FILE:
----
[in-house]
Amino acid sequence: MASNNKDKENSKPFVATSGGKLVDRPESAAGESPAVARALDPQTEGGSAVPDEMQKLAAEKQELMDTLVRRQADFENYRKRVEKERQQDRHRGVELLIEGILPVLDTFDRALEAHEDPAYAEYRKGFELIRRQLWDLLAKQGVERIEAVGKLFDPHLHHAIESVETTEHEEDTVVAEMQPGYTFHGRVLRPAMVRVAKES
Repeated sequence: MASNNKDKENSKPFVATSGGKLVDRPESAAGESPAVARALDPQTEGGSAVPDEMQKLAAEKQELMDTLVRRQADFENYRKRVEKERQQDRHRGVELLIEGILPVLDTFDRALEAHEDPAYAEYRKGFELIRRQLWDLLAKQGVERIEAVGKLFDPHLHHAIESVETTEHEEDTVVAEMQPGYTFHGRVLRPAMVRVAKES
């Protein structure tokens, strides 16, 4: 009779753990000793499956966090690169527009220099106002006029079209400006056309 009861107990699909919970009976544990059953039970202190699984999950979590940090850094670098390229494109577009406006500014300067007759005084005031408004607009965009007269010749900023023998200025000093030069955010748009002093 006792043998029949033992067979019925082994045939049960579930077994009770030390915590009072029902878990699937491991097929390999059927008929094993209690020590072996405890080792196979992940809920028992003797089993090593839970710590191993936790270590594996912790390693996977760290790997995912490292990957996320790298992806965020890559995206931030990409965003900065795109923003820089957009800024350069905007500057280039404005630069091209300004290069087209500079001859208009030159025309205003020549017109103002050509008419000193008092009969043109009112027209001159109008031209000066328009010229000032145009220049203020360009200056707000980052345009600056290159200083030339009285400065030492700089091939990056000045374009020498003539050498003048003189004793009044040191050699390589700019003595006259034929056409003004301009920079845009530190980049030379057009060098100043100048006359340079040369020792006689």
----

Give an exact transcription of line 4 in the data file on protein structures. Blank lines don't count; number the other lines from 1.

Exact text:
């Protein structure tokens, strides 16, 4: 009779753990000793499956966090690169527009220099106002006029079209400006056309 009861107990699909919970009976544990059953039970202190699984999950979590940090850094670098390229494109577009406006500014300067007759005084005031408004607009965009007269010749900023023998200025000093030069955010748009002093 006792043998029949033992067979019925082994045939049960579930077994009770030390915590009072029902878990699937491991097929390999059927008929094993209690020590072996405890080792196979992940809920028992003797089993090593839970710590191993936790270590594996912790390693996977760290790997995912490292990957996320790298992806965020890559995206931030990409965003900065795109923003820089957009800024350069905007500057280039404005630069091209300004290069087209500079001859208009030159025309205003020549017109103002050509008419000193008092009969043109009112027209001159109008031209000066328009010229000032145009220049203020360009200056707000980052345009600056290159200083030339009285400065030492700089091939990056000045374009020498003539050498003048003189004793009044040191050699390589700019003595006259034929056409003004301009920079845009530190980049030379057009060098100043100048006359340079040369020792006689």